FIG. 1 is a block diagram of a communication network in which systems and methods disclosed herein can be implemented in accordance with aspects of the invention. A macro base station 110 is connected to a core network 102 through a backhaul connection 170. In an embodiment, the backhaul connection 170 is a bidirectional link or two unidirectional links. The direction from the core network 102 to the macro base station 110 is referred to as the downstream or downlink (DL) direction. The direction from the macro base station 110 to the core network 102 is referred to as the upstream or uplink (UL) direction. Users 150(1) and 150(4) can connect to the core network 102 through the macro base station 110. Wireless links 190 between users 150 and the macro base station 110 are bidirectional point-to-multipoint links, in an embodiment. The direction of the wireless links 190 from the macro base station 110 to the users 150 is referred to as the downlink or downstream direction. The direction of the wireless links 190 from the users 150 to the macro base station 110 is referred to as the uplink or upstream direction. Users are sometimes referred to as user equipment (UE), subscriber stations, user devices, handsets, terminal nodes, user terminals, or similar terms and are often mobile devices such as smart phones or tablets. The users 150 access content over the wireless links 190 using base stations, such as the macro base station 110, as a bridge.

In the network configuration illustrated in FIG. 1, an office building 120(1) causes a coverage shadow 104. A pico station 130 can provide coverage to users 150(2) and 150(5) in the coverage shadow 104. The pico station 130 is connected to the core network 102 via a backhaul connection 170. The users 150(2) and 150(5) may be connected to the pico station 130 via links that are similar to or the same as the wireless links 190 between users 150(1) and 150(4) and the macro base station 110.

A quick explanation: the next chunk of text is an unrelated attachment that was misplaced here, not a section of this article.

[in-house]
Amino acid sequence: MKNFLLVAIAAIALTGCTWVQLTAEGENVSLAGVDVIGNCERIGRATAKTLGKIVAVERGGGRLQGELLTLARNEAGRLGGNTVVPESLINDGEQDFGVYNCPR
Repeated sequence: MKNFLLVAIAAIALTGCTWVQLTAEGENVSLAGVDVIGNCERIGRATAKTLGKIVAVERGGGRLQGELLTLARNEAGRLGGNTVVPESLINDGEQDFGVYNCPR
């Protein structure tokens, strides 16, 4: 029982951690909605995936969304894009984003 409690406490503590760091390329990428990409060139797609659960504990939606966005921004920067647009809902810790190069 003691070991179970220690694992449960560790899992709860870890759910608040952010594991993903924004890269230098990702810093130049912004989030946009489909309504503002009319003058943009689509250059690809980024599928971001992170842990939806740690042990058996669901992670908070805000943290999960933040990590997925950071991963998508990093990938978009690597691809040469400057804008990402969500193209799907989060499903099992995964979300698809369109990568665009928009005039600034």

In office building 120(2), an enterprise femto base station 140 provides in-building coverage to users 150(3) and 150(6). The enterprise femto base station 140 can connect to the core network 102 via an internet service provider network 101 by utilizing a broadband connection 160 provided by an enterprise gateway 103.

FIG. 2A is a functional block diagram of an access node 275 in accordance with aspects of the invention. Access nodes may also be referred to as base stations, Node Bs, access points, base transceiver stations, or similar terms. In various embodiments, the access node 275 may be a mobile WiMAX base station, a Universal Mobile Telecommunications System (UMTS) NodeB, an LTE evolved Node B (eNB or eNodeB), or other wireless base station or access point of various form factors. For example, the macro base station 110, the pico station 130, or the enterprise femto base station 140 of FIG. 1 or the macro station 111 may be provided, for example, by the access node 275 of FIG. 2. The access node 275 includes a processor module 281. The processor module 281 is coupled to a transmitter-receiver (transceiver) module 279, a backhaul interface module 285, and a storage module 283.

The transmitter-receiver module 279 is configured to transmit and receive communications wirelessly with other devices. The access node 275 generally includes one or more antennae for transmission and reception of radio signals. The communications of the transmitter-receiver module 279 may be with terminal nodes.

The backhaul interface module 285 provides communication between the access node 275 and a core network. This may include communications directly or indirectly (through intermediate devices) with other access nodes, for example using the LTE X2 interface. The communication may be over a backhaul connection, for example, the backhaul connection 170 of FIG. 1. Communications received via the transmitter-receiver module 279 may be transmitted, after processing, on the backhaul connection. Similarly, communication received from the backhaul connection may be transmitted by the transmitter-receiver module 279. Although the access node 275 of FIG. 2 is shown with a single backhaul interface module 285, other embodiments of the access node 275 may include multiple backhaul interface modules. Similarly, the access node 275 may include multiple transmitter-receiver modules. The multiple backhaul interface modules and transmitter-receiver modules may operate according to different protocols. Communications originating within the access node 275, such as communications with other access nodes, may be transmitted on one or more backhaul connections by backhaul interface module 285. Similarly, communications destined for access node 275 may be received from one or more backhaul connections via backhaul interface module 285.